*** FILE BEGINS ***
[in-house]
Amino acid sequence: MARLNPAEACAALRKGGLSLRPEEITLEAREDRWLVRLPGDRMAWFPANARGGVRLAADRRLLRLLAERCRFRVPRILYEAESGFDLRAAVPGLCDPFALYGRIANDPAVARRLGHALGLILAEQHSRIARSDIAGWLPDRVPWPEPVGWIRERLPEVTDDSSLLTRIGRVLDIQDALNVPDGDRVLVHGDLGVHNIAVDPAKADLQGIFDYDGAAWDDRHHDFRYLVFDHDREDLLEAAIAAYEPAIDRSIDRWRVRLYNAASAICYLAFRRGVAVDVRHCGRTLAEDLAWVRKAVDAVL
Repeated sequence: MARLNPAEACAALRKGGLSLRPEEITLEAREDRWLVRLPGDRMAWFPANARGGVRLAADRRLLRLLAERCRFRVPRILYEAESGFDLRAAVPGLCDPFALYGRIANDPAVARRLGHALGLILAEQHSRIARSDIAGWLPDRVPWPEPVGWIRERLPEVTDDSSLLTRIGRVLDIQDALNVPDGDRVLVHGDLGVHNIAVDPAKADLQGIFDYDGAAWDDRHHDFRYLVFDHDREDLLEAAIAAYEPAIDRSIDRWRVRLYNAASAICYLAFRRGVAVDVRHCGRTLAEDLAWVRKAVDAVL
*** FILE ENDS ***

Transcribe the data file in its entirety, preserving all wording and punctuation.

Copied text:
[in-house]
Amino acid sequence: MARLNPAEACAALRKGGLSLRPEEITLEAREDRWLVRLPGDRMAWFPANARGGVRLAADRRLLRLLAERCRFRVPRILYEAESGFDLRAAVPGLCDPFALYGRIANDPAVARRLGHALGLILAEQHSRIARSDIAGWLPDRVPWPEPVGWIRERLPEVTDDSSLLTRIGRVLDIQDALNVPDGDRVLVHGDLGVHNIAVDPAKADLQGIFDYDGAAWDDRHHDFRYLVFDHDREDLLEAAIAAYEPAIDRSIDRWRVRLYNAASAICYLAFRRGVAVDVRHCGRTLAEDLAWVRKAVDAVL
Repeated sequence: MARLNPAEACAALRKGGLSLRPEEITLEAREDRWLVRLPGDRMAWFPANARGGVRLAADRRLLRLLAERCRFRVPRILYEAESGFDLRAAVPGLCDPFALYGRIANDPAVARRLGHALGLILAEQHSRIARSDIAGWLPDRVPWPEPVGWIRERLPEVTDDSSLLTRIGRVLDIQDALNVPDGDRVLVHGDLGVHNIAVDPAKADLQGIFDYDGAAWDDRHHDFRYLVFDHDREDLLEAAIAAYEPAIDRSIDRWRVRLYNAASAICYLAFRRGVAVDVRHCGRTLAEDLAWVRKAVDAVL